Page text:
Tommy Lapid has resigned as leader of Israel's Shinui Party, a day before members were poised to oust him.
Tommy Lapid is a former Israeli deputy prime minister
Mr Lapid said Shinui, a centre-right secular grouping, "in its present form is not worthy of the public's trust".
The party has been damaged by a recent split over who would be deputy leader.
Recent polls suggest Shinui, which has 15 Knesset seats, would struggle to win a single seat in elections in March, following the emergence of the Kadima party founded by Ariel Sharon.
"I have decided, with genuine sadness, to resign from my post as chairman of Shinui, as the head of the Shinui list, and as a member of the Shinui party," Mr Lapid told reporters.
"A chapter of my life has been completed, a chapter of which I am proud. Thank you."
A Yugoslavia-born Holocaust survivor, the 73-year-old Mr Lapid emigrated to Israel in 1948.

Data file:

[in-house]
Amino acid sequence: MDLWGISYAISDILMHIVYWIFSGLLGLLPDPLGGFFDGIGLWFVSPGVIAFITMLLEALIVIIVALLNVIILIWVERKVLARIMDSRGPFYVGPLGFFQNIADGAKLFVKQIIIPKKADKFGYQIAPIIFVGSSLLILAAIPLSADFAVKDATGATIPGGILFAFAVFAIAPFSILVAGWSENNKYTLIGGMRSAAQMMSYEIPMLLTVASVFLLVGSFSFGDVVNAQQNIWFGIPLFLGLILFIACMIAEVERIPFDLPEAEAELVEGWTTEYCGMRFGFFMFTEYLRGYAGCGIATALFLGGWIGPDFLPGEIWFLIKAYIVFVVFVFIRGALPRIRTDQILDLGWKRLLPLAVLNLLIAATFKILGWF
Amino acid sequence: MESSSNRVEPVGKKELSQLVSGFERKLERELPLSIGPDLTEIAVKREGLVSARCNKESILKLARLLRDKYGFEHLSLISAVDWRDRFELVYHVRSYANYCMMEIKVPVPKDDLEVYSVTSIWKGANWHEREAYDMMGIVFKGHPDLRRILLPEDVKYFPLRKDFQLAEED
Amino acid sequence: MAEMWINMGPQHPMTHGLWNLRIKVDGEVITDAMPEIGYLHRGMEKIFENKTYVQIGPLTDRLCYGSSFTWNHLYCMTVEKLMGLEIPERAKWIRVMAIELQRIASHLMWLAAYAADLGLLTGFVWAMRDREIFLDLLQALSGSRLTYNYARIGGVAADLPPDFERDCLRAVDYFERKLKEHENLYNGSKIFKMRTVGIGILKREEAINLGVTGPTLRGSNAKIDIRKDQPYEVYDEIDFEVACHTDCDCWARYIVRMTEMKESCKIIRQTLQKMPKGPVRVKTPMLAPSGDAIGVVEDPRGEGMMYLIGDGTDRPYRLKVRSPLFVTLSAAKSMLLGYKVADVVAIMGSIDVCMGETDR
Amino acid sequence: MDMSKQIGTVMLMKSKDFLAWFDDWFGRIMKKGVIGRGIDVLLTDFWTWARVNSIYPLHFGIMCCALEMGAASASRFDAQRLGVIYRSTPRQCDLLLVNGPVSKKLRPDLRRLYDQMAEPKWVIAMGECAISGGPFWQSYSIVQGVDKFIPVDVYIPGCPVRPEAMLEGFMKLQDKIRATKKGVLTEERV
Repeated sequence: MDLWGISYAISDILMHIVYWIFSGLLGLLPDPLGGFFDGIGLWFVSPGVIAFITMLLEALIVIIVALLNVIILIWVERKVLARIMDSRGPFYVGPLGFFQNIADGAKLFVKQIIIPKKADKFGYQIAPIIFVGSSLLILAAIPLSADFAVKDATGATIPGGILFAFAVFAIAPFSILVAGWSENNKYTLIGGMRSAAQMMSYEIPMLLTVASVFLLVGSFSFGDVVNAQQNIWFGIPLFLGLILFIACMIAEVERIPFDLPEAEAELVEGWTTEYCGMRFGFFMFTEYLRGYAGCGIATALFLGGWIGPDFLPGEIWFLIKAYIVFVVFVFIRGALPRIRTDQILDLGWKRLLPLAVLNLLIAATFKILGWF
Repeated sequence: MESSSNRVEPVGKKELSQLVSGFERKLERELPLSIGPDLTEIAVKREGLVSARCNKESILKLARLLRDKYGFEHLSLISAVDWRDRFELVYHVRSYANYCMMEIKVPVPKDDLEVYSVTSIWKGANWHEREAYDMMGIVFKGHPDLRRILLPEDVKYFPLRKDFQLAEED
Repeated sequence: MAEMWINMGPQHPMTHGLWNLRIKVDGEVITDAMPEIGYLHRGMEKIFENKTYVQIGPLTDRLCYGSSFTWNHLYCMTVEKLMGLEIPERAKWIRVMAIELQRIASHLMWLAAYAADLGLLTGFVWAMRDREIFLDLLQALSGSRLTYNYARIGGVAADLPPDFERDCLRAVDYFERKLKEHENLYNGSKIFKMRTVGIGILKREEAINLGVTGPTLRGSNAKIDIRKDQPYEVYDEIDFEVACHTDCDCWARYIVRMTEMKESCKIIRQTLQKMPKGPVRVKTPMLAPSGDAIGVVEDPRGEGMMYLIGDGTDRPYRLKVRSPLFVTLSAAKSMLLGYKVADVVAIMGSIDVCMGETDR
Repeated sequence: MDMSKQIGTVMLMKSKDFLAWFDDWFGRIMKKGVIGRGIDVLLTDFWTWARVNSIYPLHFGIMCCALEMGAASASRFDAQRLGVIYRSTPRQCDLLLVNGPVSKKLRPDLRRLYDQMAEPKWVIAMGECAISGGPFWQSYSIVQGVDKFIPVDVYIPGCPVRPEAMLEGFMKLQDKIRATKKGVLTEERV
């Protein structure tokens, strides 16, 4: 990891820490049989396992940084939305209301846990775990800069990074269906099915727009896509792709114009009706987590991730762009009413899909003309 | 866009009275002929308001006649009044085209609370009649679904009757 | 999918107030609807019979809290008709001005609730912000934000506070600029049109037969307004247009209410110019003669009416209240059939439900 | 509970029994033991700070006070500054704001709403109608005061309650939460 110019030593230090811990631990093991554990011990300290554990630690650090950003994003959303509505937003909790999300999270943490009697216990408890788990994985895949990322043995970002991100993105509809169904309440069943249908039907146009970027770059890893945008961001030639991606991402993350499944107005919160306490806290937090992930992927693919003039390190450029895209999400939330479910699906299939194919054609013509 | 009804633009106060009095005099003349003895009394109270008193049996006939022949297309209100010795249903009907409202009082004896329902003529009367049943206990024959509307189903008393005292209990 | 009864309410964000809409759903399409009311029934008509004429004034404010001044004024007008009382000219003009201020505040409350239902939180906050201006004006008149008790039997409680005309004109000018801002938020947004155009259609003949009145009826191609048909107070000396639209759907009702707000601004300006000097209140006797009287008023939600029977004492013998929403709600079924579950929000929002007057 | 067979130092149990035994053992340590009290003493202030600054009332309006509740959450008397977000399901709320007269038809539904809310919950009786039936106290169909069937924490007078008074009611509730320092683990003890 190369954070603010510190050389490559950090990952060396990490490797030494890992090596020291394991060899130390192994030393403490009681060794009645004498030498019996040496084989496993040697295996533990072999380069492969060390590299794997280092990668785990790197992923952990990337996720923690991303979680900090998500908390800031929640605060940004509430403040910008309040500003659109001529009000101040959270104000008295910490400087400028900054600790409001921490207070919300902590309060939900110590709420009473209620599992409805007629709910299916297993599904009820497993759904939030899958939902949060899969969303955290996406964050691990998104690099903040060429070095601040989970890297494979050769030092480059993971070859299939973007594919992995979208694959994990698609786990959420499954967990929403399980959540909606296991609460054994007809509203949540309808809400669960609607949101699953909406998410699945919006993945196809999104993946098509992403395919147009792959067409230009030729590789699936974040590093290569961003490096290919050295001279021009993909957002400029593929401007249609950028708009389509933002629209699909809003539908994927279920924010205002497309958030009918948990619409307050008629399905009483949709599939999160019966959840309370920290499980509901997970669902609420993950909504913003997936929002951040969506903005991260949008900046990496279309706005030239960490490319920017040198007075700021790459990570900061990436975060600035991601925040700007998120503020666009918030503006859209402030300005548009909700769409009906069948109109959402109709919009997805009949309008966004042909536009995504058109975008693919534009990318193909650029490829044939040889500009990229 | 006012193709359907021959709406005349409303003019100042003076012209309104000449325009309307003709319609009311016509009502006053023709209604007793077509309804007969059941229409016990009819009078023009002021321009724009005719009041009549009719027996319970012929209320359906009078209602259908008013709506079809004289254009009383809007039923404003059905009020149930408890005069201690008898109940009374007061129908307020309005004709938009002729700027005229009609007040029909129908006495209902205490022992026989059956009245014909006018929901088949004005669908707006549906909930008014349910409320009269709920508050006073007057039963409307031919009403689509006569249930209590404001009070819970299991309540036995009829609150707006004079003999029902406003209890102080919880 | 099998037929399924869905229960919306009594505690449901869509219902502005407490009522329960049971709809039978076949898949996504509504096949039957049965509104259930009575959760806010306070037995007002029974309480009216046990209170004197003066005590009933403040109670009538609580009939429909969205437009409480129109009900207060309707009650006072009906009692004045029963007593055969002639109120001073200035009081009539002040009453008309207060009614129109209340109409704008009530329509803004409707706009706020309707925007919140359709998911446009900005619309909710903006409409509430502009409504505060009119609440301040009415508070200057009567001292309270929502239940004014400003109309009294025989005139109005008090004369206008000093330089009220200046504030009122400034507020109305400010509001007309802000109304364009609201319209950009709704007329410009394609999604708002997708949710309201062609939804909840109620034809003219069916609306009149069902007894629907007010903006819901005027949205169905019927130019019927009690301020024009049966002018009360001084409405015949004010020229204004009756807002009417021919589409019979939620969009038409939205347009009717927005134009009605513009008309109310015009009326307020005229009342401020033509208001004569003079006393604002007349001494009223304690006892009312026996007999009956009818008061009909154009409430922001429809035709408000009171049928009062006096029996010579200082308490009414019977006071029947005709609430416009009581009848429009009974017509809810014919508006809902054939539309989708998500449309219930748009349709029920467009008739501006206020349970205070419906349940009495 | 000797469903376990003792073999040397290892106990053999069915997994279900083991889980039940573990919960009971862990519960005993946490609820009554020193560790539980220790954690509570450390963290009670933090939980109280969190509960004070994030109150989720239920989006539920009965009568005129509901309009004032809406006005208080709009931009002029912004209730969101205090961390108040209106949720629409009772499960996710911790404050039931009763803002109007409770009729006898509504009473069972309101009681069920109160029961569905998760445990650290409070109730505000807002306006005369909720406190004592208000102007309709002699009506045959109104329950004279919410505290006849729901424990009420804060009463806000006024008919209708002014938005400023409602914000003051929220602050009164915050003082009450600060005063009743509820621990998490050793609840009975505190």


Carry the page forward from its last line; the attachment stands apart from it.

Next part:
Before becoming an MP in 1985, he spent five years as the director-general of the Israeli Broadcasting Authority.
In 1999 Mr Lapid was elected leader of the Shinui, and he launched a fiery campaign against Israel's powerful religious parties.
Running under the slogan "For a secular, free and democratic Israel", Shinui performed unexpectedly well in the January 2003 general election.
The party joined Israeli Prime Minister Ariel Sharon's coalition government and Mr Lapid was appointed both deputy prime minister and justice minister.
He served in the posts until December 2004, when Mr Sharon sacked Shinui after its ministers voted against his annual budget in a dispute over subsidies given to religious parties.
Earlier this month, a group of party backbenchers divided the party after they sidelined Mr Lapid's deputy, Avraham Poraz.
"If I received substantial credit for Shinui's accomplishments, I must take responsibility for the current crash of the party. I take responsibility, but I don't feel guilty," Mr Lapid said.